Vintage Wings of Canada is restructuring the way it conducts its flying operations and public outreach programs. To understand these changes and their implications, it is helpful to recap the nearly 20-year history of the collection and its 14 years of operations under the Vintage Wings of Canada name.
In the late 1990s, Ottawa high-tech entrepreneur Mike Potter, a lifelong aviation enthusiast and pilot of high performance aircraft, embarked on an ambitious plan to acquire a world–class collection of classic aircraft in flying condition. The Michael U. Potter Collection was to have a distinctly Canadian focus, comprising the finest examples of types that played an important role in Canadian military and civilian aviation history.
The power of this collection to inspire emotions and open up dialogue came into focus in the summer of 2001. Potter had completed the repaint of his beloved Supermarine Spitfire Mk XVI in the markings of one that flew on combat operations with 421 Squadron, Royal Canadian Air Force during the Second World War. In August of 2001, with the help of volunteers, he planned an unveiling event at the Canada Aviation and Space Museum in Ottawa and invited Canadian air force veterans and their families. With scores of eighty-something veteran pilots among the 3,000 or so in attendance, Potter demonstrated the flying qualities of the Spitfire with several emotional and inspiring flypasts for the invited guests. The sight and snarling sound of a Spitfire in swift flight, light glinting from her elliptical wings in the afternoon sun, brought tears to the eyes of many of the veteran fighter pilots in attendance. For many, it was the first time they had seen a Spitfire since their demobilization after the war.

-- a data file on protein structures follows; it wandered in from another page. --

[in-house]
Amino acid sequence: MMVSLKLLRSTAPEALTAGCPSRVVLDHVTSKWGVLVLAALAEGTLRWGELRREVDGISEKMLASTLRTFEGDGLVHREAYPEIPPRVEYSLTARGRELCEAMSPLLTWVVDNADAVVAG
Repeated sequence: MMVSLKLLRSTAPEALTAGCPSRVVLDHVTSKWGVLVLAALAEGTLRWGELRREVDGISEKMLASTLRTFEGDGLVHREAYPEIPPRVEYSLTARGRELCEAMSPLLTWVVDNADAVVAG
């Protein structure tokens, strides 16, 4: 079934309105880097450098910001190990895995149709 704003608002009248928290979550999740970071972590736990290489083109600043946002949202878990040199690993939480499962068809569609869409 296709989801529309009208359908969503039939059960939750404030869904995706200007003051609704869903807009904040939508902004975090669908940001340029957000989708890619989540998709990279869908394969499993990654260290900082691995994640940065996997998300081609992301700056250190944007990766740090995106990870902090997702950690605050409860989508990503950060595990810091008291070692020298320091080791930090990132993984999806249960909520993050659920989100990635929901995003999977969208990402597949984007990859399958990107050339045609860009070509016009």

At the end of the demonstration, Potter taxied the Spitfire up to the crowd and volunteers helped veteran pilots to step up on the wing and into the cockpit. Memories were rekindled. Tears and laughter mingled with silence and pride. Families saw their aging grandfathers in a new light, one swelling with both admiration and compassion. Everyone in attendance felt it — the obligation we have to remember the brave young men from Canada who flew in combat, many of whom paid the ultimate price, deprived of their future so that we might have one.